Pullela Gopichand reckons that Saina Nehwal and PV Sindhu, wh have a combined 13 Superseries titles, have a strong affinity for achievement and learn things quickly. He further went on to talk about the competition between the duo and said that they compete extremely so as to not lose to the other.
Gopichand shared stories of the transformation of Saina Nehwal and PV Sindhu from rookies to world-class players at a FICCI FLO gathering over the weekend while speaking with Rajesh Kalra, chief editor of Times Internet, who is also on the PM’s Olympic Task Force. According to Gopichand, when girls decide to achieve something, they will put their heart and soul into working towards their goal. They pursue their desire with a strong mind, learn things quickly and display the skills with confidence. He linked these attributes to the success of his protégés Saina Nehwal and PV Sindhu in the badminton world.
Gopichand explained by first taking Saina’s story into account. He said that the former World No 1 Nehwal has a “rock solid” temperament and she is a “class apart”. He further said that all she wants to do is to win matches and it is people like her who can uplift the participation of Indian women in international sports.
“She would not worry if her opponent was a senior Indian or a World No 1, 2, or 3. We would do no big talks or half-an-hour lectures before the match. She would go in saying ‘haan, maar
“She was 17 or 18 when she lost the
PV Sindhu was next to follow in his memoirs. She has been training at Gopichand’s Hyderabad academy since she was nine and has come a long way to become an Olympic medallist.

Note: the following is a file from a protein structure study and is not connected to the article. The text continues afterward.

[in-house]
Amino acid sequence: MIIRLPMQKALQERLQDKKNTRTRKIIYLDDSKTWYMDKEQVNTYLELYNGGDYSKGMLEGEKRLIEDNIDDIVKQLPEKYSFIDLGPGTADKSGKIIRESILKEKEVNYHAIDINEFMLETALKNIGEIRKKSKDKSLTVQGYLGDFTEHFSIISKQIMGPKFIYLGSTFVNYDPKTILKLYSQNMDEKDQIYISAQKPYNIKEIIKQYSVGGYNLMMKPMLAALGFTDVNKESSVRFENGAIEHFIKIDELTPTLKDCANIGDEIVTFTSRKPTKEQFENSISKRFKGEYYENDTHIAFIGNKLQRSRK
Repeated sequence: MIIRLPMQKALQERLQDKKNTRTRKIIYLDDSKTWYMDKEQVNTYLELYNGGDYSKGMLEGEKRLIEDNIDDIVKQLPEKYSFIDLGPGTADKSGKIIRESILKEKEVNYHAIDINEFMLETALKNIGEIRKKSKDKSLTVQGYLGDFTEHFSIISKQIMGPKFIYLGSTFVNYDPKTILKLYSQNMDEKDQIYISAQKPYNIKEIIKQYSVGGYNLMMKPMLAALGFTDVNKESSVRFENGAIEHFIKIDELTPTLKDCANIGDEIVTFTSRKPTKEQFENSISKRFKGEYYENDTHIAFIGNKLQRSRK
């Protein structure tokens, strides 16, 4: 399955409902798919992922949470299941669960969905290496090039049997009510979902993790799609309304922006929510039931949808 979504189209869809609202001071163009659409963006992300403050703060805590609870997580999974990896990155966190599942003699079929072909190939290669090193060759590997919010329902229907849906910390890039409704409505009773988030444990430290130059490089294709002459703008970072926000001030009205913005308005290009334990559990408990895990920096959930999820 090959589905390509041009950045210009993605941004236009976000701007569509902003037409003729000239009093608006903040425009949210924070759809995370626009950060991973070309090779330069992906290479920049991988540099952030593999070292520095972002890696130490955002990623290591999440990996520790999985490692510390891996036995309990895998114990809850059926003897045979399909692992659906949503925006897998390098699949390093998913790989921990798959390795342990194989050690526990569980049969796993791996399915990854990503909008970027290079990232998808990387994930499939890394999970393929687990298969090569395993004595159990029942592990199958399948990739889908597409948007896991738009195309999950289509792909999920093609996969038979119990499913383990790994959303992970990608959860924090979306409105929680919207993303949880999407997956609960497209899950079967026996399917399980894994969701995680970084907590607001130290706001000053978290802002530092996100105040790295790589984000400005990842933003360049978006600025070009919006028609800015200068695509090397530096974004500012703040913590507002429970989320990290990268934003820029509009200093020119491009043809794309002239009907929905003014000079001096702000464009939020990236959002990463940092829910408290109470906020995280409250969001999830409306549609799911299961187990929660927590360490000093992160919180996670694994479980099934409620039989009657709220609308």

“I used to wake up at 4 am to meditate. Then I used to train Saina, Srikanth (Kidambi) and others from 5.30am. I didn’t have time to accommodate Sindhu. But when Sindhu barely managed to get into the sub-junior nationals, I told myself: “Forget meditation’ and asked her to come for training at 4.15am.” She
Karla then dropped the big question - What is the rapport between Nehwal, 28, and Sindhu, 22? The former defeated her compatriot to clinch the women’s singles at the 21st Commonwealth Games last month. All that Gopichand could comment was, “They are extremely competitive. They don’t want to lose out to each other.”
Gopichand had many sleepless nights and felt despair when his students lost matches. But the 44-year-old has learnt to be more composed than the angry persona he once portrayed. Yoga and meditation may have shaped him but it was especially the injuries he incurred as a player, he admitted.
“When you fall so many times in life (literally), you become humble,” said the former All England Open Badminton Champion. “Also, in
Nehwal, Sindhu and other distinguished students' stardom did not change the relationship they had with their coach.
“We are more like a family. Earlier, I would take them out for a buffet of `199. Then it became `300. Now they want to go hotels. Earlier, we would have bikes parked in the academy, now we have cars. Only that has changed.”
His young guns help him download apps or listen to podcasts.
"Saina is a big Bollywood fan, she keeps telling me about films,” says Gopichand, whose life will be rolled out as a biopic in Bollywood, and so will Nehwal’s in separate films.
Coming to his own family’s involvement in his career, Gopichand spoke of his mother who has been a “solid” force in encouraging him and how he can’t afford his former shuttle player-wife PVV Lakshmi as a coach in his academy. He also mentioned his 13-year-old daughter.
“I threw shuttle at her, she fumbled and missed the catch. I got annoyed, asked her ‘Can’t you catch properly?’, and walked off. Later, she came to me and said, ‘Teach me how to catch’.”
Gopichand then explained the importance of maintaining the balance between sports and studies. He said that it is important to have physical literacy as much as regular schooling.
“Sports has a bigger role in life. If you learn to walk, run, throw, catch, jump and swim while you are young, you will grow up to be confident.... So every kid must play sports.”